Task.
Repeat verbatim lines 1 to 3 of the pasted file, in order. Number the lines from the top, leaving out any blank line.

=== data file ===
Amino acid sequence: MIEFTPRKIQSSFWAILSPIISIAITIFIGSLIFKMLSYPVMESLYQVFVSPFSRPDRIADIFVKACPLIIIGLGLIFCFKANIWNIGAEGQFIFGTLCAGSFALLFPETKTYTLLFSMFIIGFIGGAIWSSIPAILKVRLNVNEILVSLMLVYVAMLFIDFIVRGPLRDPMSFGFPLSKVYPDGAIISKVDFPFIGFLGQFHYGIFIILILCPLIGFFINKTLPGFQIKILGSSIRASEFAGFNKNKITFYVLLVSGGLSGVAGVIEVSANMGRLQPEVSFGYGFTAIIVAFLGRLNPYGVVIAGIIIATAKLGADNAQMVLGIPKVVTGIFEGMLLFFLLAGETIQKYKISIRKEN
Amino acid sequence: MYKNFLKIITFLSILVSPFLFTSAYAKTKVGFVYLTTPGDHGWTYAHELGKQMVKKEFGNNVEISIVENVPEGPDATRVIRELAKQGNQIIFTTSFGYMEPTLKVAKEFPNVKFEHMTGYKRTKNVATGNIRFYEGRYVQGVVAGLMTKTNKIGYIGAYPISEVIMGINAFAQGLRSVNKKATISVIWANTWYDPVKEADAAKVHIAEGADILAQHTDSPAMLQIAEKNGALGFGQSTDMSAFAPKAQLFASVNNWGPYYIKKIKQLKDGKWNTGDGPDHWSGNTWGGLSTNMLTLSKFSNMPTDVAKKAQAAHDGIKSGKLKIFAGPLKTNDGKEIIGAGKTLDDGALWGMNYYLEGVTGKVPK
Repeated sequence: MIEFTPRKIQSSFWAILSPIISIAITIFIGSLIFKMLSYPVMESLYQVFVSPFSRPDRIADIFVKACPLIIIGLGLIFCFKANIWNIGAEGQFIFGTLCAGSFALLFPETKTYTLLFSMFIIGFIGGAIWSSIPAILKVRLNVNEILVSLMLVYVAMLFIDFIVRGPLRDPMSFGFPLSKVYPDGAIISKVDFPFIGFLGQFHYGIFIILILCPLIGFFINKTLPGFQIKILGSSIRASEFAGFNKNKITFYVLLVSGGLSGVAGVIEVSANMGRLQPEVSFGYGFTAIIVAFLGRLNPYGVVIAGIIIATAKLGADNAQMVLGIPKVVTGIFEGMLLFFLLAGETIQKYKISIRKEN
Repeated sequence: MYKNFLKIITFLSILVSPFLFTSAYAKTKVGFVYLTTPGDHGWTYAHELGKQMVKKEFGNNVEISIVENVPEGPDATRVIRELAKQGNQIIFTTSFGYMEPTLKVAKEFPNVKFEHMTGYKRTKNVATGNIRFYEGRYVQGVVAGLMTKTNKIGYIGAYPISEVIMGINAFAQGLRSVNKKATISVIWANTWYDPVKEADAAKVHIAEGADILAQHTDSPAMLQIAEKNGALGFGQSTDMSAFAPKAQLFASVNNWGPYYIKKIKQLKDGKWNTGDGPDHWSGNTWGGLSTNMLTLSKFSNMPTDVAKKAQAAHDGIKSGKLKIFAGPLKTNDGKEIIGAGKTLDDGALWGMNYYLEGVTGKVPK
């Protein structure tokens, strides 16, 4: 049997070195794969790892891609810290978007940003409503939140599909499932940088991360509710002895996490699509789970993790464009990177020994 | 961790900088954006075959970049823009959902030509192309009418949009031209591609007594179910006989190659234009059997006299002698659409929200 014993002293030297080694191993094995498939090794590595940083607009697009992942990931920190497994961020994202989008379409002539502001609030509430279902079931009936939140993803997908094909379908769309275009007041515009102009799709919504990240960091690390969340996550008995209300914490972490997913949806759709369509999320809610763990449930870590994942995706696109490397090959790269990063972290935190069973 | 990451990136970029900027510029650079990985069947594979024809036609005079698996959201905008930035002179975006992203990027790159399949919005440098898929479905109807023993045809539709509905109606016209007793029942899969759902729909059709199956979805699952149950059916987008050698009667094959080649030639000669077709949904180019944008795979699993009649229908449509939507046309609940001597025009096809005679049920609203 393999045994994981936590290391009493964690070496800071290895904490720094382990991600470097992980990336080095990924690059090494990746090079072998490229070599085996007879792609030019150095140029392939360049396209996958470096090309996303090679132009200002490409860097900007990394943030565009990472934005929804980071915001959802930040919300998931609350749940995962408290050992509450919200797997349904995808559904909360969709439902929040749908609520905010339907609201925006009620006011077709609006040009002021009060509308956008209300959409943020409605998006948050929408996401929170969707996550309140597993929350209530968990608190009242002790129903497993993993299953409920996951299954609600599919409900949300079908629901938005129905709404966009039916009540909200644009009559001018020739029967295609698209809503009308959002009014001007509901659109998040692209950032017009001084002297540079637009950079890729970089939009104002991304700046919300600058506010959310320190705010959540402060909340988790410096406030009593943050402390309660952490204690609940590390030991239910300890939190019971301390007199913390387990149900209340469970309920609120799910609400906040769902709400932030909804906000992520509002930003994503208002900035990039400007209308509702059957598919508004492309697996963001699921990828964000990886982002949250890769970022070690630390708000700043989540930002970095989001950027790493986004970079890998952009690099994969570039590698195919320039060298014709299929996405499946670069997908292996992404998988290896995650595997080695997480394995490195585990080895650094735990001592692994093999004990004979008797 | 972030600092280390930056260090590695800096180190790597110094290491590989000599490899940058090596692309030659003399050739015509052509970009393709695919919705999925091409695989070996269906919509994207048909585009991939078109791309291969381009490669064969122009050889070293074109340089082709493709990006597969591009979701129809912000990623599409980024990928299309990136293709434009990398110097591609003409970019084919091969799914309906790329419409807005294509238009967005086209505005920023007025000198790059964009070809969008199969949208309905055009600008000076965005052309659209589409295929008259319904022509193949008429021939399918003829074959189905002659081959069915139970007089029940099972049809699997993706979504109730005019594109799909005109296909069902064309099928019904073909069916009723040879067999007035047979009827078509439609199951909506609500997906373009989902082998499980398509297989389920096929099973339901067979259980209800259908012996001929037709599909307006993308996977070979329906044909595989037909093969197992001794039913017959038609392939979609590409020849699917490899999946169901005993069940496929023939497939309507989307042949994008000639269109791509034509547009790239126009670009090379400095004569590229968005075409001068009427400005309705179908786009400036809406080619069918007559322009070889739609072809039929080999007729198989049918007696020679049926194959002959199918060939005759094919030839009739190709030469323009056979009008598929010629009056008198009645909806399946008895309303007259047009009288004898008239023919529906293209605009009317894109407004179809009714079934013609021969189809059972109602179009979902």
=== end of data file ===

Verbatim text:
Amino acid sequence: MIEFTPRKIQSSFWAILSPIISIAITIFIGSLIFKMLSYPVMESLYQVFVSPFSRPDRIADIFVKACPLIIIGLGLIFCFKANIWNIGAEGQFIFGTLCAGSFALLFPETKTYTLLFSMFIIGFIGGAIWSSIPAILKVRLNVNEILVSLMLVYVAMLFIDFIVRGPLRDPMSFGFPLSKVYPDGAIISKVDFPFIGFLGQFHYGIFIILILCPLIGFFINKTLPGFQIKILGSSIRASEFAGFNKNKITFYVLLVSGGLSGVAGVIEVSANMGRLQPEVSFGYGFTAIIVAFLGRLNPYGVVIAGIIIATAKLGADNAQMVLGIPKVVTGIFEGMLLFFLLAGETIQKYKISIRKEN
Amino acid sequence: MYKNFLKIITFLSILVSPFLFTSAYAKTKVGFVYLTTPGDHGWTYAHELGKQMVKKEFGNNVEISIVENVPEGPDATRVIRELAKQGNQIIFTTSFGYMEPTLKVAKEFPNVKFEHMTGYKRTKNVATGNIRFYEGRYVQGVVAGLMTKTNKIGYIGAYPISEVIMGINAFAQGLRSVNKKATISVIWANTWYDPVKEADAAKVHIAEGADILAQHTDSPAMLQIAEKNGALGFGQSTDMSAFAPKAQLFASVNNWGPYYIKKIKQLKDGKWNTGDGPDHWSGNTWGGLSTNMLTLSKFSNMPTDVAKKAQAAHDGIKSGKLKIFAGPLKTNDGKEIIGAGKTLDDGALWGMNYYLEGVTGKVPK
Repeated sequence: MIEFTPRKIQSSFWAILSPIISIAITIFIGSLIFKMLSYPVMESLYQVFVSPFSRPDRIADIFVKACPLIIIGLGLIFCFKANIWNIGAEGQFIFGTLCAGSFALLFPETKTYTLLFSMFIIGFIGGAIWSSIPAILKVRLNVNEILVSLMLVYVAMLFIDFIVRGPLRDPMSFGFPLSKVYPDGAIISKVDFPFIGFLGQFHYGIFIILILCPLIGFFINKTLPGFQIKILGSSIRASEFAGFNKNKITFYVLLVSGGLSGVAGVIEVSANMGRLQPEVSFGYGFTAIIVAFLGRLNPYGVVIAGIIIATAKLGADNAQMVLGIPKVVTGIFEGMLLFFLLAGETIQKYKISIRKEN